Holy smokes, I thought. Chris Carmichael is a parasite drafter!
Before long, a couple of others joined us and picked up the pace. We all took turns pulling, except Chris. To be fair, I’m pretty sure he was being a parasite because that was all he was good for at the moment.
After a few minutes, I couldn’t hang with the group anymore and dropped off the back. That was OK, though. It was time to climb the Powerline anyway, and a paceline wouldn’t help.
I began my climb and before long — like everyone — was off my bike, pushing up the sandy, steep hill. Off the bike, with no breeze, the heat was punishing.
Luckily, some family seems to have made a tradition of setting themselves up on the Powerline climb with paper cups full of Coke. I told them I remembered them from last year and let them know they were currently saving my life.
“Cool,” the teenager handing me a cup said. “See you here next year!”
I tell you what: I would vote for that kid for President.
The overwhelming memory I always take from the Powerline climb is the excruciating hike-a-bike part, but that’s really just a small section. And ever since I learned to pay attention to the distance of the climb and not be fooled by false summits, this climb doesn’t really get into my head anymore. So I churned away, occasionally passing people, and not getting passed by anyone.
Evidently, I still had some power in my legs.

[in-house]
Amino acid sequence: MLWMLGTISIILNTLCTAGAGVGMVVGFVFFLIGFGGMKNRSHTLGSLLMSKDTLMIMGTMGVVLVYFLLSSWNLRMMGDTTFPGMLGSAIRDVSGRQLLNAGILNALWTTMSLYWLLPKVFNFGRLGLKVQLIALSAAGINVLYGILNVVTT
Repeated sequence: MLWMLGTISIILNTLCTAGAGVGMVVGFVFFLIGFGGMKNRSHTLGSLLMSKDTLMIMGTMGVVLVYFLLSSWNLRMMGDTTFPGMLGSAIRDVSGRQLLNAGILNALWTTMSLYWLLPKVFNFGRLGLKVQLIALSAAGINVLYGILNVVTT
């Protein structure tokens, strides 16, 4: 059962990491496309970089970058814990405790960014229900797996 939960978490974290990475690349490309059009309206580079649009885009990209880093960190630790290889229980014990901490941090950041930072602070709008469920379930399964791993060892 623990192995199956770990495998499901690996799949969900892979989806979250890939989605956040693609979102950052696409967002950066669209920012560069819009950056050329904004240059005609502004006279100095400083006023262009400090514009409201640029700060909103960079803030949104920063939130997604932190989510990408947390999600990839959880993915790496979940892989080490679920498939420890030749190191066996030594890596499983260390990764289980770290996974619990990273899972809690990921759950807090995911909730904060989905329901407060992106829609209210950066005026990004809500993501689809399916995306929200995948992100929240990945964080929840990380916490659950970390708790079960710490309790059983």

And then I saw Bry ahead of me. I had finally erased the gap he had put on me in downhilling the Columbine Mine road so fast. I caught him as he stopped for a moment to eat, said, “Hi Bry” and kept on going.
Sub-9 no longer seemed very likely, but I wasn’t ready to give up the dream quite yet.
Within a few minutes, Bry had caught back up to me. I guess I made a pretty decent carrot for him. He said, “You’ve got to eat! You’ve got to eat!”
I would have replied, but my mouth was full of food at the moment.
Bry and I summited together, then started descending down the loose, rocky trail. As I’ve noted, Bry is a much faster downhiller than I, but he stayed with me.
I dunno, I think I should have appreciated it, but this was a race, and Bry was slowing down for me as if I needed some kind of special help.
“Go on,” I said, “I don’t want a babysitter. I know my way to the finish line.”
But Bry stuck with me.
Riding nervously because I knew Bry was right on my tail, I veered hard right off a rock and went down. Not a bad fall. No injury, no damage to the bike. I got up and was about to ride when Bry instructed me to drink some water first.
OK, this was getting on my nerves.
We continued on to the base of the St. Kevins climb, where Bry continued to ride with me, though he was obviously hanging back.
“Go on,” I finally said. “You’ve still got power in your legs; use it. This is a race. I would ditch you if I could.”
Bry pulled away from me, as easy as pie. in the final thirteen miles of the race, he put four minutes on me. So yeah, I’d say he still had some pop in his legs.